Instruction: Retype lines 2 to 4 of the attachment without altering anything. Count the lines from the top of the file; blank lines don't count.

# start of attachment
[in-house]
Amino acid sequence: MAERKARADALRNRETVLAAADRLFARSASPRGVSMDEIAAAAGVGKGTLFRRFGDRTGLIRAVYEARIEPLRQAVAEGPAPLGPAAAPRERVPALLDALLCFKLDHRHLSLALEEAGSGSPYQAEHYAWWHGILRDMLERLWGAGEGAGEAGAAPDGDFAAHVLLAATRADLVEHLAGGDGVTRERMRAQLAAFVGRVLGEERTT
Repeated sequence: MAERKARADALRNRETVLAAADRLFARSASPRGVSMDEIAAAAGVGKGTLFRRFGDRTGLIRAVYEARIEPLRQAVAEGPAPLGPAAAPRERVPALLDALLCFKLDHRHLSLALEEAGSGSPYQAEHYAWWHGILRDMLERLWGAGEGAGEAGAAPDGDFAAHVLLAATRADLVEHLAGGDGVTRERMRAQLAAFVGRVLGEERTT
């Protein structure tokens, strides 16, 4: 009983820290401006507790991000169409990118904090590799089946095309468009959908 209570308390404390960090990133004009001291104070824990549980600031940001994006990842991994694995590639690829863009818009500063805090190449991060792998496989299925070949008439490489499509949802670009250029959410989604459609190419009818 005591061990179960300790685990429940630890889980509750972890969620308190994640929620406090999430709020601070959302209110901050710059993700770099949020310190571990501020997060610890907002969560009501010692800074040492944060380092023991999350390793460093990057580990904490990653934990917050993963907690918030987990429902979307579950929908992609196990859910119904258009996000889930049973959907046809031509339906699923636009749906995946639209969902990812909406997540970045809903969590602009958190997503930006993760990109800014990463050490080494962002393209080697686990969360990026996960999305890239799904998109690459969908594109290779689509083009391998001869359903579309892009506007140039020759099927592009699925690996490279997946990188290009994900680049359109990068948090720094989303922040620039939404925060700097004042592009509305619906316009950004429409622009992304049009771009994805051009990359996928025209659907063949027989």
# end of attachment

Amino acid sequence: MAERKARADALRNRETVLAAADRLFARSASPRGVSMDEIAAAAGVGKGTLFRRFGDRTGLIRAVYEARIEPLRQAVAEGPAPLGPAAAPRERVPALLDALLCFKLDHRHLSLALEEAGSGSPYQAEHYAWWHGILRDMLERLWGAGEGAGEAGAAPDGDFAAHVLLAATRADLVEHLAGGDGVTRERMRAQLAAFVGRVLGEERTT
Repeated sequence: MAERKARADALRNRETVLAAADRLFARSASPRGVSMDEIAAAAGVGKGTLFRRFGDRTGLIRAVYEARIEPLRQAVAEGPAPLGPAAAPRERVPALLDALLCFKLDHRHLSLALEEAGSGSPYQAEHYAWWHGILRDMLERLWGAGEGAGEAGAAPDGDFAAHVLLAATRADLVEHLAGGDGVTRERMRAQLAAFVGRVLGEERTT
């Protein structure tokens, strides 16, 4: 009983820290401006507790991000169409990118904090590799089946095309468009959908 209570308390404390960090990133004009001291104070824990549980600031940001994006990842991994694995590639690829863009818009500063805090190449991060792998496989299925070949008439490489499509949802670009250029959410989604459609190419009818 005591061990179960300790685990429940630890889980509750972890969620308190994640929620406090999430709020601070959302209110901050710059993700770099949020310190571990501020997060610890907002969560009501010692800074040492944060380092023991999350390793460093990057580990904490990653934990917050993963907690918030987990429902979307579950929908992609196990859910119904258009996000889930049973959907046809031509339906699923636009749906995946639209969902990812909406997540970045809903969590602009958190997503930006993760990109800014990463050490080494962002393209080697686990969360990026996960999305890239799904998109690459969908594109290779689509083009391998001869359903579309892009506007140039020759099927592009699925690996490279997946990188290009994900680049359109990068948090720094989303922040620039939404925060700097004042592009509305619906316009950004429409622009992304049009771009994805051009990359996928025209659907063949027989």